The stories are also ways for people to enter into the intimate space of another. In this complex historical moment where we struggle to understand the meaning of words like reclamation and reconciliation sometimes the way of navigating that complexity is through the simple act of creating a space for people to share moments. This is the strength of the Art in Embassiesinitiative which has been infused by Vicki’s desire to explore art as social practice precisely because it can build bridges and foster understanding between disparate social circles. As a way of gathering a diverse group together for a common goal, another event that was held as part of Marie’s visit to Ottawa was a sewing circle. It was moving to see people of all backgrounds, ages, and genders stitching together in the Great Hall at the National Gallery. And the artist was present! Marie took the time to speak with people as well as listen to new stories being shared. For Marie, it’s about being affable in her process. As she says, a sewing circle is about “tucking yourself into something as humble and familiar as cloth. It’s a safe space that’s a much more informal space – getting together in a neighbourly way.”
In these informal spaces people can digest what they might otherwise feel challenged to confront. Marie’s work, although not overtly political, is charged by a political climate that does it best to ignore Indigenous rights and a national leader who publicly declared that the issue of #MMIW (Missing and Murdered Indigenous Women) as not “really high on our radar.” As a Seneca woman she uses her art as a way to generously share Indigenous teachings to a non-Indigenous audience.
The next artist speaking as part of the series is Nick Cave. Nick’s work is also about looking at social as well as disciplinary nexuses of art, dance and fashion. Like Marie, he uses the act of sewing and assemblage to move a challenging conversation forward. The intense subject of racial profiling prompted Nick to look at ways we disregard and denigrate. His first “soundsuit” was created by gathering discarded sticks and twigs, the things that surround us during our day that we ignore and allow to become invisible. The final product functioned as both apparel to be worn by a dancer during a performance and sculpture to be inserted into a gallery space. Whether still or animated by performers whose race and class are concealed inside the soundsuits, Nick’s work is meant to break open a space. They are impossible to ignore. As performers climb inside they have a chance to access the feeling of being connected with something seemingly foreign from their everyday but yet some of the materials that Nick utilizes, like Marie’s blankets, are humble ones that are familiar to all.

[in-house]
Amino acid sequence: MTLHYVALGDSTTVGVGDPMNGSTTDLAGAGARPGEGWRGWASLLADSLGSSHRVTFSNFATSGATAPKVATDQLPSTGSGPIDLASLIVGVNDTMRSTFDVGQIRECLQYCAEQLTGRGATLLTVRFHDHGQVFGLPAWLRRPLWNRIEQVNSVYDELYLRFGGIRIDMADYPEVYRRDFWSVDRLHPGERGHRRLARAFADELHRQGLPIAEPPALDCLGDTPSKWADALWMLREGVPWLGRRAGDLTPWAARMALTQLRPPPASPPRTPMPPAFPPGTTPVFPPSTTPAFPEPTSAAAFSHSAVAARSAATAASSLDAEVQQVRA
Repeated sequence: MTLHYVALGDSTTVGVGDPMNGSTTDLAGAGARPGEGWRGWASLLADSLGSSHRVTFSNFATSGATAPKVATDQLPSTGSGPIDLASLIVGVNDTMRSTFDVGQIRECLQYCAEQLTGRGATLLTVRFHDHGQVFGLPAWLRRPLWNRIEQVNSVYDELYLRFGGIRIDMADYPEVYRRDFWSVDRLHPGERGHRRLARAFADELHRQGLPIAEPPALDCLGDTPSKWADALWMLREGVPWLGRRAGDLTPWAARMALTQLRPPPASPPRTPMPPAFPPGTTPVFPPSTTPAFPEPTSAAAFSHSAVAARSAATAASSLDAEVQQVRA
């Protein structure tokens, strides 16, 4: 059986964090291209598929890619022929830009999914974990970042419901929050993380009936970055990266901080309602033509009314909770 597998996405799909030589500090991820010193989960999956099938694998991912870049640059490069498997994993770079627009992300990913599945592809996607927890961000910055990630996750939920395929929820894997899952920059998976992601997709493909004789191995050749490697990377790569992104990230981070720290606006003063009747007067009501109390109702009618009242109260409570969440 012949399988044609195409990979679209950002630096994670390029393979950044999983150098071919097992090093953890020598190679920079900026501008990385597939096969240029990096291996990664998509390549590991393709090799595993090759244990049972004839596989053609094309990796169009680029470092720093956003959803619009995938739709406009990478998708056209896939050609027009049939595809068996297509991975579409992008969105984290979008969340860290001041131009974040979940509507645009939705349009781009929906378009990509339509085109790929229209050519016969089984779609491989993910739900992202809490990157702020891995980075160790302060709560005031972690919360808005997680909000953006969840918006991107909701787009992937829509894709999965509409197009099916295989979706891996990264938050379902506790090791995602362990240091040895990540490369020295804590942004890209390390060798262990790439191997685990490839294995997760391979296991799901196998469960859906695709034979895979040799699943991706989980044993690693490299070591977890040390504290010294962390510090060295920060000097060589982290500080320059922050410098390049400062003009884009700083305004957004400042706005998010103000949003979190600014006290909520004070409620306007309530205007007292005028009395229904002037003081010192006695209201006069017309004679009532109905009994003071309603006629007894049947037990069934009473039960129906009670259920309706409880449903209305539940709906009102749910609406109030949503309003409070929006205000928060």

Again, the timing of this event is important. After months and months of the heaviness of how racial profiling is being executed – literally – by agents of power, we need to widen the discussion around race that has been split open by the murders of black men at the hands of the police. The problematics of race isn’t just an American issue. Here in Canada the erasure of Black bodies in cultural, academic and political institutions has the potential to fester and become a much deeper problem. We need to have the challenging conversations immediately and those conversations have to happen in places like the National Gallery of Canada, an institution where Black contribution to Canadian history and art has been close to absent. No time like the present.
I applaud the audacious spirit that Vicki has brought to the cultural table here in Ottawa and I look forward to participating in more of these types events that create a nexus for change by widening the circle of social influence.
You can follow the conversation at #artconvoAIE. More events will be coming up in 2015!
Evergreen Cityworks campaign gets Canada talking about city building.
Since April a dialogue on city building has been quickly connecting cities across the nation. The goal, utilizing data collected from round tables hosted in urban centres, is to “build a vision and action plan to make Canadian cities healthy and exciting places to live, work and play.” I got involved because I believe in the power of gathering in small circles. When we come together with a spirit of openness ready to dream about a different kind of future anything becomes possible.